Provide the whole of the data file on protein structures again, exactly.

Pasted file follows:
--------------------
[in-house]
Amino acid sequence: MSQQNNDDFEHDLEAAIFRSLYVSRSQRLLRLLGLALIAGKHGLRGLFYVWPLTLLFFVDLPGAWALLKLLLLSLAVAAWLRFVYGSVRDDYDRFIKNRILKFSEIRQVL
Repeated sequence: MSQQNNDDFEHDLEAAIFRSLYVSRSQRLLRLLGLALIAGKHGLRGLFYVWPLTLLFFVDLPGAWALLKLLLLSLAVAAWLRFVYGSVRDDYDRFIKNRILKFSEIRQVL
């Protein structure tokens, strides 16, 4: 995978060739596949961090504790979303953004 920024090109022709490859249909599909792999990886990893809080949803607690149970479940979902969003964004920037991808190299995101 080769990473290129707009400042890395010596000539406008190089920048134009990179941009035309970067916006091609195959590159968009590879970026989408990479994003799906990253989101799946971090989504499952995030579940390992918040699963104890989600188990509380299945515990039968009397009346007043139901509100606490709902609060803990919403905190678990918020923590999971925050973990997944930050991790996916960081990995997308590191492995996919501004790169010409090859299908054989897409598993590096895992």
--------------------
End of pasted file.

[in-house]
Amino acid sequence: MSQQNNDDFEHDLEAAIFRSLYVSRSQRLLRLLGLALIAGKHGLRGLFYVWPLTLLFFVDLPGAWALLKLLLLSLAVAAWLRFVYGSVRDDYDRFIKNRILKFSEIRQVL
Repeated sequence: MSQQNNDDFEHDLEAAIFRSLYVSRSQRLLRLLGLALIAGKHGLRGLFYVWPLTLLFFVDLPGAWALLKLLLLSLAVAAWLRFVYGSVRDDYDRFIKNRILKFSEIRQVL
């Protein structure tokens, strides 16, 4: 995978060739596949961090504790979303953004 920024090109022709490859249909599909792999990886990893809080949803607690149970479940979902969003964004920037991808190299995101 080769990473290129707009400042890395010596000539406008190089920048134009990179941009035309970067916006091609195959590159968009590879970026989408990479994003799906990253989101799946971090989504499952995030579940390992918040699963104890989600188990509380299945515990039968009397009346007043139901509100606490709902609060803990919403905190678990918020923590999971925050973990997944930050991790996916960081990995997308590191492995996919501004790169010409090859299908054989897409598993590096895992």